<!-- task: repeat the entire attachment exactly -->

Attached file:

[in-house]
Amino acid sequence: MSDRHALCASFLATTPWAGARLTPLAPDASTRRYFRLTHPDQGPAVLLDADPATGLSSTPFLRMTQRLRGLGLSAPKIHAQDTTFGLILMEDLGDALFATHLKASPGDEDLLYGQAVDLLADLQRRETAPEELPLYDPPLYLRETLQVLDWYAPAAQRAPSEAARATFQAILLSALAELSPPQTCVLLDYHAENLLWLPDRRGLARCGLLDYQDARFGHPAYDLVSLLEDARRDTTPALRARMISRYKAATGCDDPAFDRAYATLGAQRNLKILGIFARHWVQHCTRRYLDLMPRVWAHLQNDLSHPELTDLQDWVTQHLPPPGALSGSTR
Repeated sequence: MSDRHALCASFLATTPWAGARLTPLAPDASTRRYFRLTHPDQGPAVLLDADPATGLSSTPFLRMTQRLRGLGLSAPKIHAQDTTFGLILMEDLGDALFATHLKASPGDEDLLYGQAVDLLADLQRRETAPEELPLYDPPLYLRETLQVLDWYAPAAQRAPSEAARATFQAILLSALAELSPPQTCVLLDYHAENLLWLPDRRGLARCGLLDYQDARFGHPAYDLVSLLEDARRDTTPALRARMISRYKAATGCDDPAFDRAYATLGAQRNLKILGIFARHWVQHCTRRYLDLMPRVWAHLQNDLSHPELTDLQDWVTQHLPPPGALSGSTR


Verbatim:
[in-house]
Amino acid sequence: MSDRHALCASFLATTPWAGARLTPLAPDASTRRYFRLTHPDQGPAVLLDADPATGLSSTPFLRMTQRLRGLGLSAPKIHAQDTTFGLILMEDLGDALFATHLKASPGDEDLLYGQAVDLLADLQRRETAPEELPLYDPPLYLRETLQVLDWYAPAAQRAPSEAARATFQAILLSALAELSPPQTCVLLDYHAENLLWLPDRRGLARCGLLDYQDARFGHPAYDLVSLLEDARRDTTPALRARMISRYKAATGCDDPAFDRAYATLGAQRNLKILGIFARHWVQHCTRRYLDLMPRVWAHLQNDLSHPELTDLQDWVTQHLPPPGALSGSTR
Repeated sequence: MSDRHALCASFLATTPWAGARLTPLAPDASTRRYFRLTHPDQGPAVLLDADPATGLSSTPFLRMTQRLRGLGLSAPKIHAQDTTFGLILMEDLGDALFATHLKASPGDEDLLYGQAVDLLADLQRRETAPEELPLYDPPLYLRETLQVLDWYAPAAQRAPSEAARATFQAILLSALAELSPPQTCVLLDYHAENLLWLPDRRGLARCGLLDYQDARFGHPAYDLVSLLEDARRDTTPALRARMISRYKAATGCDDPAFDRAYATLGAQRNLKILGIFARHWVQHCTRRYLDLMPRVWAHLQNDLSHPELTDLQDWVTQHLPPPGALSGSTR